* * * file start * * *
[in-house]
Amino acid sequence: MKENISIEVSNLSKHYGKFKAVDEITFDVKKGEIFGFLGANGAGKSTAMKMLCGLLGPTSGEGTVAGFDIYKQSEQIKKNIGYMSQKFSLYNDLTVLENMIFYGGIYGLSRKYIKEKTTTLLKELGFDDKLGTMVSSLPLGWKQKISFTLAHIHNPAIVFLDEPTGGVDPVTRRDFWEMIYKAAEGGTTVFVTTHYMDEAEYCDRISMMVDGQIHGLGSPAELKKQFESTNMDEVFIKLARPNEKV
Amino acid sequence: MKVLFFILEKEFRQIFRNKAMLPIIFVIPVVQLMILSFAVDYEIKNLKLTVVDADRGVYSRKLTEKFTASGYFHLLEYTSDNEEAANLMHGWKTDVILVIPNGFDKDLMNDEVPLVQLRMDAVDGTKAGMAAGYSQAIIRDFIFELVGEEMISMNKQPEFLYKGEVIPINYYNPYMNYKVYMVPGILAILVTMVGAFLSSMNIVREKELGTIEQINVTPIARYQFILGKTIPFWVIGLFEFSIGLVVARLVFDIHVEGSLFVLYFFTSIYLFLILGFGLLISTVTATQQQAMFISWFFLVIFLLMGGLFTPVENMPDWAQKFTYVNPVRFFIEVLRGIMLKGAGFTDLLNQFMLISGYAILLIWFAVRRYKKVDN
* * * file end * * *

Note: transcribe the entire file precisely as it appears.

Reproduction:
[in-house]
Amino acid sequence: MKENISIEVSNLSKHYGKFKAVDEITFDVKKGEIFGFLGANGAGKSTAMKMLCGLLGPTSGEGTVAGFDIYKQSEQIKKNIGYMSQKFSLYNDLTVLENMIFYGGIYGLSRKYIKEKTTTLLKELGFDDKLGTMVSSLPLGWKQKISFTLAHIHNPAIVFLDEPTGGVDPVTRRDFWEMIYKAAEGGTTVFVTTHYMDEAEYCDRISMMVDGQIHGLGSPAELKKQFESTNMDEVFIKLARPNEKV
Amino acid sequence: MKVLFFILEKEFRQIFRNKAMLPIIFVIPVVQLMILSFAVDYEIKNLKLTVVDADRGVYSRKLTEKFTASGYFHLLEYTSDNEEAANLMHGWKTDVILVIPNGFDKDLMNDEVPLVQLRMDAVDGTKAGMAAGYSQAIIRDFIFELVGEEMISMNKQPEFLYKGEVIPINYYNPYMNYKVYMVPGILAILVTMVGAFLSSMNIVREKELGTIEQINVTPIARYQFILGKTIPFWVIGLFEFSIGLVVARLVFDIHVEGSLFVLYFFTSIYLFLILGFGLLISTVTATQQQAMFISWFFLVIFLLMGGLFTPVENMPDWAQKFTYVNPVRFFIEVLRGIMLKGAGFTDLLNQFMLISGYAILLIWFAVRRYKKVDN